Mapping the Spread of Obesity
Obesity is on the rise. It has been for the past several decades. These days, about two-thirds of adults in the United States fall into the category of overweight or obese, classifications based on height and weight punched into a formula for Body Mass Index. While the calculation has its exceptions, like with athletes with high muscle-to-fat ratios, it provides a telling look from a generalized point of view.
Estimates come from the Centers for Disease Control and Prevention, which continually surveys Americans through the Behavioral Risk Factor Surveillance System. It’s been going on for more than three decades now, and data is available at the state level.
The maps below show increasing rates of adult obesity every year since 1985 to 2015. Gray squares indicate data that is not available for a state.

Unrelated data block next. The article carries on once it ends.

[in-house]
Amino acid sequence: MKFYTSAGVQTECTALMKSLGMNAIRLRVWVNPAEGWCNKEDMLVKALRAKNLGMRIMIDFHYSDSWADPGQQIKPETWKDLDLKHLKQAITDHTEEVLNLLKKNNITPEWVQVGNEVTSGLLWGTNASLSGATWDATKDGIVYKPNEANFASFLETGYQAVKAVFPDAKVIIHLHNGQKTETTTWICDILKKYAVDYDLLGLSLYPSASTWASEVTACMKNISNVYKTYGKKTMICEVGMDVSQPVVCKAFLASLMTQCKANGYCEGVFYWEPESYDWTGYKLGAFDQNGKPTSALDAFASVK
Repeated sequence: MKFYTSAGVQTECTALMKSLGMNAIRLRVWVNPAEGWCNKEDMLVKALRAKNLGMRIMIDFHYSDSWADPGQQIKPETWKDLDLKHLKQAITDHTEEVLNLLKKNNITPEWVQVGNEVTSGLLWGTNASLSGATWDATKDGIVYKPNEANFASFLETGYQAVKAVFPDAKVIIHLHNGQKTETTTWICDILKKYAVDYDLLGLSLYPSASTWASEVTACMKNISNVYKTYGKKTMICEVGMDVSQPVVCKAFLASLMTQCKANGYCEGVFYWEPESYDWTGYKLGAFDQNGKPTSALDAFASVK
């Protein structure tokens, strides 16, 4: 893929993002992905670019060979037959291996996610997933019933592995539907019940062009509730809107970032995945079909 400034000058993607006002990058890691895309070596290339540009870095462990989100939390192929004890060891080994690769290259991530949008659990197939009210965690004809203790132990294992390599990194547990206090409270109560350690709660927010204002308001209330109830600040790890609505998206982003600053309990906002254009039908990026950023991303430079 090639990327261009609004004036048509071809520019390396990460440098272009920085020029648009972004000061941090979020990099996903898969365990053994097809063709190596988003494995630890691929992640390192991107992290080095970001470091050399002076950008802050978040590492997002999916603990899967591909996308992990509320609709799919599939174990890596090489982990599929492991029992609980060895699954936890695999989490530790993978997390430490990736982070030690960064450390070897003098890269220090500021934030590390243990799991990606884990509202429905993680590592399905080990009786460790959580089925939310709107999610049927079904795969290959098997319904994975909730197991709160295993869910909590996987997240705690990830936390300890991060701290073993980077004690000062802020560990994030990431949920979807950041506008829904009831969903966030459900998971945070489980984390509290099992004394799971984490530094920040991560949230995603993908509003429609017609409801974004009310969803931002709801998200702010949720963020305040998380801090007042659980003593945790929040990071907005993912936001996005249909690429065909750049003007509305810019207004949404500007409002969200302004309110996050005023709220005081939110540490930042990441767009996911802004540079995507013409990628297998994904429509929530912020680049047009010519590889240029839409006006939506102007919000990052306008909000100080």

As one might expect, the maps start with higher obesity rates in the south, and then make their way across the country. In 2015, most states had an obesity rate greater than 30 percent. This trend started later for women than for men.
See the full distributions for men and women for the same time frame.
See what we ate on an average day, for the past several decades.
Become a member. Learn to visualize data. From beginner to advanced.Join Today
This is for people interested in the process of creating, designing, and exploring data graphics. Your support goes directly to FlowingData, an independently run site.
What You Get
- Instant access to tutorials on how to make and design data graphics
- Source code and files to use with your own data
- In-depth courses on visualization in R
- Hand-picked links and resources from around the web
- Members-only newsletter
Visualizing the Uncertainty in Data
Data is an abstraction, and it’s impossible to encapsulate everything it represents in real life. So there is uncertainty. Here are ways to visualize the uncertainty.
How We Spend Our Money, a Breakdown
We know spending changes when you have more money. Here’s by how much.